The objective of the present study was to assess the ability of subjects to estimate consumed portion sizes with the aid of food photographs in a West African rural setting, which is characterised by a low educational level and the rarity of pictorial representations in the everyday environment.
Material and methods
Subjects and setting
The study was undertaken in two villages, Karaba and Koho, which are part of the health district of Houndé in the province of Tuy, Burkina Faso. Houndé is one of the three rural districts in the health region of Bobo-Dioulasso. It covers approximately 5000 kmReference Bingham, Nelson, Paul, Haraldsdottir, Loken, Van Staveren, Cameron and Van Staveren2 in the province of Tuy and is located on either side of the main road joining the two largest cities in Burkina Faso, Ouagadougou and Bobo-Dioulasso. In 2004, the estimated population was 231801 inhabitants. The two villages are the intervention area of a double-blind, randomised, placebo-controlled trial (MISAME) which investigates the effect of a multivitamin–minerals supplementation during pregnancy on birth outcomes.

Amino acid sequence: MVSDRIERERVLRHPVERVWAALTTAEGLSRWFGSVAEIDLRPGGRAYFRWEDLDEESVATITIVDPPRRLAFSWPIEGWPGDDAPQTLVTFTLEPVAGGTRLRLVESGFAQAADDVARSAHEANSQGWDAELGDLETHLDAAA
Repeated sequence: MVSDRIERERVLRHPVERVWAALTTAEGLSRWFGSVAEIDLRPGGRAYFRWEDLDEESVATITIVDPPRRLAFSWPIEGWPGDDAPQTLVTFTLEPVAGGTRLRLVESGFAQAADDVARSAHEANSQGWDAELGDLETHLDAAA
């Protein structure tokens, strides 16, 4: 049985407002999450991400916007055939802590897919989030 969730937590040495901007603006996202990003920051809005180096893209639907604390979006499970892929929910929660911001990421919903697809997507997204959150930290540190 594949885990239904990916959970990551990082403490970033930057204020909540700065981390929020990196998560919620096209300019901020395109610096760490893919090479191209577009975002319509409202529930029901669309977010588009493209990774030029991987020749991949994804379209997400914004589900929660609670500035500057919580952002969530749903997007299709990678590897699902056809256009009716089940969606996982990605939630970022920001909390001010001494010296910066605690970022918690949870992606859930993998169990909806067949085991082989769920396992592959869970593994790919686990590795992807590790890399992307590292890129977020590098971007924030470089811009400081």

A convenience sample of pregnant and non-pregnant women of childbearing age (15–45 years) was selected for this validation study. The minimum postulated sample size per evaluated food was fixed at 110 subjects by analogy with validation studies of FFQsReference Burley, Cade, Margetts, Thompson and Warm14. This number was increased by 20% to 137 subjects to compensate for dropouts. For logistical reasons the study was carried out in two groups. Due to field labour, women were only at home in the morning and in the late afternoon. It was judged unrealistic to offer four foods per meal for consumption. Additionally it was difficult to retain the same group of women for a second session because during this period women often stayed for a longer period of time on the fields. A first group of 137 subjects evaluated the photographs of four foods; a second group of 137 persons evaluated the photographs of four other foods on a different day. The served portion sizes were randomly attributed to the subjects. Both groups were equally composed of women from both villages.